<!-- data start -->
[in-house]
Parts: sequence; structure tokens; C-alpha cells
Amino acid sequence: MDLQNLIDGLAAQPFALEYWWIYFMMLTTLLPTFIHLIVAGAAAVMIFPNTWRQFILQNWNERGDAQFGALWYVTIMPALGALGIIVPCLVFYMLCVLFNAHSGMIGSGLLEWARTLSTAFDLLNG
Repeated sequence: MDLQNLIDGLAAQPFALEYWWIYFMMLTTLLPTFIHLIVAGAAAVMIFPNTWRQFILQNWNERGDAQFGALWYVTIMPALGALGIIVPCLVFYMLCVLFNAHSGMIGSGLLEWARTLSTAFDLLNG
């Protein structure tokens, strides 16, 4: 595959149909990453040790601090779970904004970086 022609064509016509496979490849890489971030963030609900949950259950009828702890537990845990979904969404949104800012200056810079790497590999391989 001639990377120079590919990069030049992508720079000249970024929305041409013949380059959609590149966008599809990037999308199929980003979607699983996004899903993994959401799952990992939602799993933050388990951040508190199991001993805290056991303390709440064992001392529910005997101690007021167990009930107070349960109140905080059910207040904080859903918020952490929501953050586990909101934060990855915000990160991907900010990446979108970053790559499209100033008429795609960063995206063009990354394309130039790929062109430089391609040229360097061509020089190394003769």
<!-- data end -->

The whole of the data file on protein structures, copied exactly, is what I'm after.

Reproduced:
[in-house]
Parts: sequence; structure tokens; C-alpha cells
Amino acid sequence: MDLQNLIDGLAAQPFALEYWWIYFMMLTTLLPTFIHLIVAGAAAVMIFPNTWRQFILQNWNERGDAQFGALWYVTIMPALGALGIIVPCLVFYMLCVLFNAHSGMIGSGLLEWARTLSTAFDLLNG
Repeated sequence: MDLQNLIDGLAAQPFALEYWWIYFMMLTTLLPTFIHLIVAGAAAVMIFPNTWRQFILQNWNERGDAQFGALWYVTIMPALGALGIIVPCLVFYMLCVLFNAHSGMIGSGLLEWARTLSTAFDLLNG
């Protein structure tokens, strides 16, 4: 595959149909990453040790601090779970904004970086 022609064509016509496979490849890489971030963030609900949950259950009828702890537990845990979904969404949104800012200056810079790497590999391989 001639990377120079590919990069030049992508720079000249970024929305041409013949380059959609590149966008599809990037999308199929980003979607699983996004899903993994959401799952990992939602799993933050388990951040508190199991001993805290056991303390709440064992001392529910005997101690007021167990009930107070349960109140905080059910207040904080859903918020952490929501953050586990909101934060990855915000990160991907900010990446979108970053790559499209100033008429795609960063995206063009990354394309130039790929062109430089391609040229360097061509020089190394003769």